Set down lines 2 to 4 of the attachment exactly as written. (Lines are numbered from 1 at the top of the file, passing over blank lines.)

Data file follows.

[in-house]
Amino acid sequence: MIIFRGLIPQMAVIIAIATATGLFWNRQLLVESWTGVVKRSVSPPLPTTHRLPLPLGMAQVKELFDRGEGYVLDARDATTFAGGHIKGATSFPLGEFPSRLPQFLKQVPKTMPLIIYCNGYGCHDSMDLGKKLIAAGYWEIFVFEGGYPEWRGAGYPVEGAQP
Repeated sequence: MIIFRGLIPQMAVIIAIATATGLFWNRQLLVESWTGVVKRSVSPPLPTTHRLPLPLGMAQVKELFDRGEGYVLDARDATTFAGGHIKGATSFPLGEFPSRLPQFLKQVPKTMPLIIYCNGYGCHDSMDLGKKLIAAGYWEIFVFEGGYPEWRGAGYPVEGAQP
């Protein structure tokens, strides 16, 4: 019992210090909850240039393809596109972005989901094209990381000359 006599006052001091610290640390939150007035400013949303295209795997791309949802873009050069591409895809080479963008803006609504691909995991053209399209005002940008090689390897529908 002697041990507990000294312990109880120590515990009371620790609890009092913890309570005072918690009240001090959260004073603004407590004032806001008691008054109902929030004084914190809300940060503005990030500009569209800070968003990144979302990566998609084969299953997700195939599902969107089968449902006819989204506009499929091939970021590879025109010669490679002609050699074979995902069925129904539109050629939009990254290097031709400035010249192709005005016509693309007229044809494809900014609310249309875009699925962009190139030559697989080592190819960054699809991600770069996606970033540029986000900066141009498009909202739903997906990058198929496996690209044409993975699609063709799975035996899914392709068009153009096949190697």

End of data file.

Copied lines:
Amino acid sequence: MIIFRGLIPQMAVIIAIATATGLFWNRQLLVESWTGVVKRSVSPPLPTTHRLPLPLGMAQVKELFDRGEGYVLDARDATTFAGGHIKGATSFPLGEFPSRLPQFLKQVPKTMPLIIYCNGYGCHDSMDLGKKLIAAGYWEIFVFEGGYPEWRGAGYPVEGAQP
Repeated sequence: MIIFRGLIPQMAVIIAIATATGLFWNRQLLVESWTGVVKRSVSPPLPTTHRLPLPLGMAQVKELFDRGEGYVLDARDATTFAGGHIKGATSFPLGEFPSRLPQFLKQVPKTMPLIIYCNGYGCHDSMDLGKKLIAAGYWEIFVFEGGYPEWRGAGYPVEGAQP
């Protein structure tokens, strides 16, 4: 019992210090909850240039393809596109972005989901094209990381000359 006599006052001091610290640390939150007035400013949303295209795997791309949802873009050069591409895809080479963008803006609504691909995991053209399209005002940008090689390897529908 002697041990507990000294312990109880120590515990009371620790609890009092913890309570005072918690009240001090959260004073603004407590004032806001008691008054109902929030004084914190809300940060503005990030500009569209800070968003990144979302990566998609084969299953997700195939599902969107089968449902006819989204506009499929091939970021590879025109010669490679002609050699074979995902069925129904539109050629939009990254290097031709400035010249192709005005016509693309007229044809494809900014609310249309875009699925962009190139030559697989080592190819960054699809991600770069996606970033540029986000900066141009498009909202739903997906990058198929496996690209044409993975699609063709799975035996899914392709068009153009096949190697």